WEAPONS IN THE WAR ON COVID-19

No treatment. No vaccine. Only physical distance, a limited stock of protective equipment and diagnostic tests. It’s not a very promising start. Hardly surprising, then that we’re falling back on the certainty provided by lab tests. Those who live out their working lives in pathology labs are in demand like never before.

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A good deal of the overtime the colleagues have been putting in has been spent explaining the limits we place around critical lab test performance to achieve consistent accuracy. It’s not simply a matter of picking up a “test kit” and running it out of your kitchen, office or garage. Pathology services rely on a complex process of validating tests, calibrating them against known standards and operating them under carefully audited conditions. Accreditation agencies perform inspections periodically to check that the test service is operating to a satisfactory standard, and recommend correction if needed.

This is why no pathology test method, no matter how urgent the demand, can be used without establishing test performance, purpose, scope of practice, controls, reporting processes, quality control, training and reagent supply. Even in the midst of an escalating pandemic, which threatens to overwhelm pathology services in developed countries, we do not have the resources to validate every diagnostic test pumped out by biotech companies. Priorities have to be set, and adhered to.

So, what’s this about a rapid diagnostic finger-prick test we heard so much about this week?  Unless the Micrognome has missed something, the only rapid feature of the tests being peddled by a predatory arm of the biotech industry is speed of completion.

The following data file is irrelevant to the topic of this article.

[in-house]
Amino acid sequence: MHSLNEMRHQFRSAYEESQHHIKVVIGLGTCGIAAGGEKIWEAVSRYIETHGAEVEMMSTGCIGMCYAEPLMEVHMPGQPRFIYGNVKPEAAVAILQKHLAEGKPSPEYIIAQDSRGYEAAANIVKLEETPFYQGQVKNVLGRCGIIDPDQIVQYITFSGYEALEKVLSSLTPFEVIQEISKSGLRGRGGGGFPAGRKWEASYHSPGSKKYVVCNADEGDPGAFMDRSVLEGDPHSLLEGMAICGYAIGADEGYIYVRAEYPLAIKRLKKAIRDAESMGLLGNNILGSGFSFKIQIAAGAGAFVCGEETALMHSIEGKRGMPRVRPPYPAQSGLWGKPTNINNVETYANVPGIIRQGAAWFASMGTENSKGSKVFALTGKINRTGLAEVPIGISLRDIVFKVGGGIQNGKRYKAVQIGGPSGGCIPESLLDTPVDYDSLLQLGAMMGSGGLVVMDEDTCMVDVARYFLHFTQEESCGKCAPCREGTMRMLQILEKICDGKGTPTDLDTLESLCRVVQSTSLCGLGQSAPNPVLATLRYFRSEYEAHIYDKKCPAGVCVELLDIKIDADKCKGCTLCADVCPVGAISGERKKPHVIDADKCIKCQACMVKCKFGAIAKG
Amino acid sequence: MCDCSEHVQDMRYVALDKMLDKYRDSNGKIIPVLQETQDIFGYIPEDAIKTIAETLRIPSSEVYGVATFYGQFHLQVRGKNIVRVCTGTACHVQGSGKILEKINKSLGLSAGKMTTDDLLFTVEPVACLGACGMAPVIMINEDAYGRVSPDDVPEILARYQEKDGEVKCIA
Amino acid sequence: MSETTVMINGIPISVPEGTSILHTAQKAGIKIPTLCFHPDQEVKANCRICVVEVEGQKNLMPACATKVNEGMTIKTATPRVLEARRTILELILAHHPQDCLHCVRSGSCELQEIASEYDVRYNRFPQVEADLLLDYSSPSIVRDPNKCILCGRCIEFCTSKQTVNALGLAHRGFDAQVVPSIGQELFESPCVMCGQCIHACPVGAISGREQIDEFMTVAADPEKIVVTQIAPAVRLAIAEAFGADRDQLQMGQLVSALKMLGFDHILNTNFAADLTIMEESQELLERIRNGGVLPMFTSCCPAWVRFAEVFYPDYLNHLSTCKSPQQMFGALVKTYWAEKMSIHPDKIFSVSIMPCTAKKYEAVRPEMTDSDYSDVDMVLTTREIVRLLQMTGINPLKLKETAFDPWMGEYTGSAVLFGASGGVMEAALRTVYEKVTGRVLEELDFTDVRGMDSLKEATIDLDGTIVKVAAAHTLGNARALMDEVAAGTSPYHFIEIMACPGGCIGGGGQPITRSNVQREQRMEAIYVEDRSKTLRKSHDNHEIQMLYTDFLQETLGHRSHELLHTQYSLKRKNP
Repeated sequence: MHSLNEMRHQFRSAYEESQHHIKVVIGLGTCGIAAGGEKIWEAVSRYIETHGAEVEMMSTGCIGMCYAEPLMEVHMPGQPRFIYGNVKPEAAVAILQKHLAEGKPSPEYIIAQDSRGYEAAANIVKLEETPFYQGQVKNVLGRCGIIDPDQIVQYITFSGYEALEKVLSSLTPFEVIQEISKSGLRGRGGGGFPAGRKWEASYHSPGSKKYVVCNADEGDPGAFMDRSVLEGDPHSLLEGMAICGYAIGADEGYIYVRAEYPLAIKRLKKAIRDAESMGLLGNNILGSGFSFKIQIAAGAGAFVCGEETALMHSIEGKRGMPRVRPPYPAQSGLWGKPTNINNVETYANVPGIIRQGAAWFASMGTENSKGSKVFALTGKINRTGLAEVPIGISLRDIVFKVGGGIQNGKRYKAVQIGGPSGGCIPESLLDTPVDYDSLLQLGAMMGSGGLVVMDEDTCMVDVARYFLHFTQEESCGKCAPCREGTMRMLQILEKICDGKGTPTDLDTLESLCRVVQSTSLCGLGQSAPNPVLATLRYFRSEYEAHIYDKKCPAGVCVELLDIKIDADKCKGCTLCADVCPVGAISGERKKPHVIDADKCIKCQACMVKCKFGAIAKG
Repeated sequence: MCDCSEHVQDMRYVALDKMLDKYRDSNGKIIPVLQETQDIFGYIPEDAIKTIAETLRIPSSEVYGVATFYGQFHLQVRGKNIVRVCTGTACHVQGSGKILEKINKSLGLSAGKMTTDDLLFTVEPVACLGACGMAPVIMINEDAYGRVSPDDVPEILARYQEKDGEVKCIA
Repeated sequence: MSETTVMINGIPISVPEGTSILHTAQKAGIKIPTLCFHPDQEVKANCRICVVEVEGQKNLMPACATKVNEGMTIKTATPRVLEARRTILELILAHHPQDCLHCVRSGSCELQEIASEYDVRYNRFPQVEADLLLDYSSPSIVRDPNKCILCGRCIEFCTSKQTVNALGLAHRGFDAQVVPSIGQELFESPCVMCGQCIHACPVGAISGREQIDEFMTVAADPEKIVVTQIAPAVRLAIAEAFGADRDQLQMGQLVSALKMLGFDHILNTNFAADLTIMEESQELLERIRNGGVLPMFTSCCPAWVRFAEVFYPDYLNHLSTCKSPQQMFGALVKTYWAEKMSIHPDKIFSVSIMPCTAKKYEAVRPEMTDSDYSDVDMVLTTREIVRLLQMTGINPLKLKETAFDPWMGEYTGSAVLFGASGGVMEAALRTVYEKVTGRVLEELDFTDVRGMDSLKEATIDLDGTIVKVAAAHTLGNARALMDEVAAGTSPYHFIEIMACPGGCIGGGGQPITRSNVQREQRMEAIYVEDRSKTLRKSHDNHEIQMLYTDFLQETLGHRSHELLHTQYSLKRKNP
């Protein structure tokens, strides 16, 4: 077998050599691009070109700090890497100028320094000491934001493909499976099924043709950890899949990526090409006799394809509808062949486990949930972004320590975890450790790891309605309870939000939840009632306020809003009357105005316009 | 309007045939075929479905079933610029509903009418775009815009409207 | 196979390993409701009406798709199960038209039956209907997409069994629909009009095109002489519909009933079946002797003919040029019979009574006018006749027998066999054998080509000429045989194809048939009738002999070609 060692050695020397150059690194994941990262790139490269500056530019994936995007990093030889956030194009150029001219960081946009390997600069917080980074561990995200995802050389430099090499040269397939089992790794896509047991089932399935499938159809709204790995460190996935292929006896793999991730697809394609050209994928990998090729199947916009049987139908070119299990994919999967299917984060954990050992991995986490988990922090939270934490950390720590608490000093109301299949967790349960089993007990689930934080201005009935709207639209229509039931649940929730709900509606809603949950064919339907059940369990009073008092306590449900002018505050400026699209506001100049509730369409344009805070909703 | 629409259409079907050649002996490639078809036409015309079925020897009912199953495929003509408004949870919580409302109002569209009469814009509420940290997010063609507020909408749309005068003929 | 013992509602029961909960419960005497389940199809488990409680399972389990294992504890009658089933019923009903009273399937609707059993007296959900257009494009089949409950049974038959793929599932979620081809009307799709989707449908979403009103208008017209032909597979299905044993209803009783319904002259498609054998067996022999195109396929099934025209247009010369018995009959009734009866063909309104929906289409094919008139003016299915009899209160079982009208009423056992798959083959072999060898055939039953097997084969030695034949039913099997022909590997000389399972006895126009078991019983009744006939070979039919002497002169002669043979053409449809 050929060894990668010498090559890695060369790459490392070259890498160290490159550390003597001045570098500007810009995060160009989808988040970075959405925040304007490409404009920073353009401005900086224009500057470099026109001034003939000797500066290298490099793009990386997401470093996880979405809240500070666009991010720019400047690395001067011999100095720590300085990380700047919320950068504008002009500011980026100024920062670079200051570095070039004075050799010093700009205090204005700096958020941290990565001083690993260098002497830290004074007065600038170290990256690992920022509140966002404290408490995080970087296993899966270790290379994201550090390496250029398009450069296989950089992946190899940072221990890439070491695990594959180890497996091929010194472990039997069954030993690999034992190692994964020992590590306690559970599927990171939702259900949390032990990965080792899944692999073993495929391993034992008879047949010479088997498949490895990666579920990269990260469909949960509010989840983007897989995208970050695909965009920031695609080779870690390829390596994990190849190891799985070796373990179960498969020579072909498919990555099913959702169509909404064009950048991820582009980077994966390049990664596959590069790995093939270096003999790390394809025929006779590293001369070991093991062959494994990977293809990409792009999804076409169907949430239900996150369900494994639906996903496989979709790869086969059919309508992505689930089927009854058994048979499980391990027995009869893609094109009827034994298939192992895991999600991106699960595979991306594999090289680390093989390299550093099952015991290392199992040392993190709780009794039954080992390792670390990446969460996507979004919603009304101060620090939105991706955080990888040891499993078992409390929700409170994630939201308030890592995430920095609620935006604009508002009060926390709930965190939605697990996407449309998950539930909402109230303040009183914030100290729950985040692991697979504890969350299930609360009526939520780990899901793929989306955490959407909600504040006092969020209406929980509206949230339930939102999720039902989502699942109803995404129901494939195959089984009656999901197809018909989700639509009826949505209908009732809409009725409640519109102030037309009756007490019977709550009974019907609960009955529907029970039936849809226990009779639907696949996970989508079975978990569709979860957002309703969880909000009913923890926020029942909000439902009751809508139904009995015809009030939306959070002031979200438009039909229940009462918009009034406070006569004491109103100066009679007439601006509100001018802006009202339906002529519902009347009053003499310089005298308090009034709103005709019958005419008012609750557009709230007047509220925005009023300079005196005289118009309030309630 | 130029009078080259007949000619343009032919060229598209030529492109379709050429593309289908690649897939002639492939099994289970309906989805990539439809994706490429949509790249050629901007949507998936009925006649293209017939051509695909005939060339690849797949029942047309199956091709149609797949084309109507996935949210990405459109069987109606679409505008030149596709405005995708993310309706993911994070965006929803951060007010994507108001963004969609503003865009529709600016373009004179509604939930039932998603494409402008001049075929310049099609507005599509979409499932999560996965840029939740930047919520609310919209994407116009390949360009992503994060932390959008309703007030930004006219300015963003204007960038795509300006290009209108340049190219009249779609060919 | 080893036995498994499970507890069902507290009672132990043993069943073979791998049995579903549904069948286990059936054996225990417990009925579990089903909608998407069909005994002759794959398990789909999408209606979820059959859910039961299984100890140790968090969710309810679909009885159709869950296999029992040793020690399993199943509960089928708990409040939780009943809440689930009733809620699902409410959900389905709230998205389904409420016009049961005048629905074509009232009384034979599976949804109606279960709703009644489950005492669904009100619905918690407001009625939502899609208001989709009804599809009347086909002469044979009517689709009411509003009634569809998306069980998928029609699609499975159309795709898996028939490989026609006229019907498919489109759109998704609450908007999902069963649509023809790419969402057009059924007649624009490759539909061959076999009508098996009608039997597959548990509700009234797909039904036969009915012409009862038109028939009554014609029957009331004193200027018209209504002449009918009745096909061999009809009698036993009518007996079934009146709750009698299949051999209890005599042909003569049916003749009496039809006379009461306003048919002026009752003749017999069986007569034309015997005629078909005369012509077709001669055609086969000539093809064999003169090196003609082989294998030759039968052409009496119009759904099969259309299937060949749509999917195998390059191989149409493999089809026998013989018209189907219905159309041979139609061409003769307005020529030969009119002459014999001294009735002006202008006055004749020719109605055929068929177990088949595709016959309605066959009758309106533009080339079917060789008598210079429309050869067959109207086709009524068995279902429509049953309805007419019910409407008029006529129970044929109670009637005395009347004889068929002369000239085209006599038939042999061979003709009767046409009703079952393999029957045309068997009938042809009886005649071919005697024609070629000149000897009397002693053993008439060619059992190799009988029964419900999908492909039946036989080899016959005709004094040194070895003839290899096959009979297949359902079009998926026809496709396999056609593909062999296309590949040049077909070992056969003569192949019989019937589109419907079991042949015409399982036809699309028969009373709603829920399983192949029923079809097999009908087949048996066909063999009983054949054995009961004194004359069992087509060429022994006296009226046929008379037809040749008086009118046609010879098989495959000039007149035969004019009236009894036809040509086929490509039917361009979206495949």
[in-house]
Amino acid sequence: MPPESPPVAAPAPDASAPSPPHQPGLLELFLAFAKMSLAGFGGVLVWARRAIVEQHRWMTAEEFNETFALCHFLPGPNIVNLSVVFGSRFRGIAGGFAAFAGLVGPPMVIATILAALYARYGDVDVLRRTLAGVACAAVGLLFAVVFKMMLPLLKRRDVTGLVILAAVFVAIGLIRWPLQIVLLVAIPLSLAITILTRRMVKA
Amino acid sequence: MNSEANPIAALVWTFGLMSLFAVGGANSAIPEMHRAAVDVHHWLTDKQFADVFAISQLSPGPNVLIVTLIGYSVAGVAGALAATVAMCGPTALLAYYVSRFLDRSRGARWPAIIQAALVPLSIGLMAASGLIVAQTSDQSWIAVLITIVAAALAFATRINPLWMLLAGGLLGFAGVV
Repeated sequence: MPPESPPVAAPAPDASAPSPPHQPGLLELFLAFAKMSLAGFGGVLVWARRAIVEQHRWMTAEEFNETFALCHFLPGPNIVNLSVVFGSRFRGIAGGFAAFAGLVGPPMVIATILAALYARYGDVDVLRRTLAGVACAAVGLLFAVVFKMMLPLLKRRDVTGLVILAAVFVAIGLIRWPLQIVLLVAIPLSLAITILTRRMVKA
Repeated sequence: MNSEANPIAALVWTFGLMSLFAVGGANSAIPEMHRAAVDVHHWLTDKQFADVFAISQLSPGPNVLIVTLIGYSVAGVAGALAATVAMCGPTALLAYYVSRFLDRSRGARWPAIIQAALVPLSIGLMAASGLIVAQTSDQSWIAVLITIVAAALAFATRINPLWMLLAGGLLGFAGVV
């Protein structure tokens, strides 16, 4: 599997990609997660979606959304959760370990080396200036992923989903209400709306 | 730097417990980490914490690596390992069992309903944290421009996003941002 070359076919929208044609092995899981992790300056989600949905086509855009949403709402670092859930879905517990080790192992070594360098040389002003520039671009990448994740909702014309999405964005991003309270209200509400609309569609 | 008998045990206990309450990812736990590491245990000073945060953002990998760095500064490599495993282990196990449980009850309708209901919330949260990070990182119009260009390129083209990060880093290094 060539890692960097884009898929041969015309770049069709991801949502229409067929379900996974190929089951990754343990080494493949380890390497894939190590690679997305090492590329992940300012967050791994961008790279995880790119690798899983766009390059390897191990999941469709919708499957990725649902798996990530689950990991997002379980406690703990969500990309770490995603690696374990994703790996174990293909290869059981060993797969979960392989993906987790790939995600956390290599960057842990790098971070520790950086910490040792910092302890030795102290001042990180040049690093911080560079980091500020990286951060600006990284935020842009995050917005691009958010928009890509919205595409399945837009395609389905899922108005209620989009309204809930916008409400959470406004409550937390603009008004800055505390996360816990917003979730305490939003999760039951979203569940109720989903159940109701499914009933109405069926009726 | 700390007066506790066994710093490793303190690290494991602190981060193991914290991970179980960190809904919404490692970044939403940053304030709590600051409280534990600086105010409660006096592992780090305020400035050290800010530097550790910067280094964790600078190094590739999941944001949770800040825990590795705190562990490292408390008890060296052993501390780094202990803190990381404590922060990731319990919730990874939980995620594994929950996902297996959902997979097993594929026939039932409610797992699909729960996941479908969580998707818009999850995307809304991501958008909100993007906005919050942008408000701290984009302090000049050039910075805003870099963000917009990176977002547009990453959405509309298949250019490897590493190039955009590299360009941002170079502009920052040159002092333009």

Let’s unwrap this: finger prick blood tests for antibodies against SARS-CoV-2 have less than 100% sensitivity. Indeed, the limited published data suggest that the sensitivity of these assays is less than the specificity; the opposite to what you need in an early screening test. But an even more fundamental shortfall is that these tests rely on antibody forming to the SARS-CoV-2 virus during acute infection. The test will therefore only register recent (around 5 days) or previous infection (around 14 days): not early infection before it has become firmly established.

At present, internationally recognised infectious disease experts have used nucleic acid amplification (RT-PCR assays) as the most sensitive way to detect COVID-19 in returning international travelers. While we’re still unsure of how to detect pre-symptomatic infection, it is very unlikely to be by antibody detection.

The proposal to screen the entire UK population is based on universal access to PCR assays.

So, for the meantime, the main weapons at our disposal remain swabs, PCR assays, PPE and physical distancing.

COVID-19 reader.

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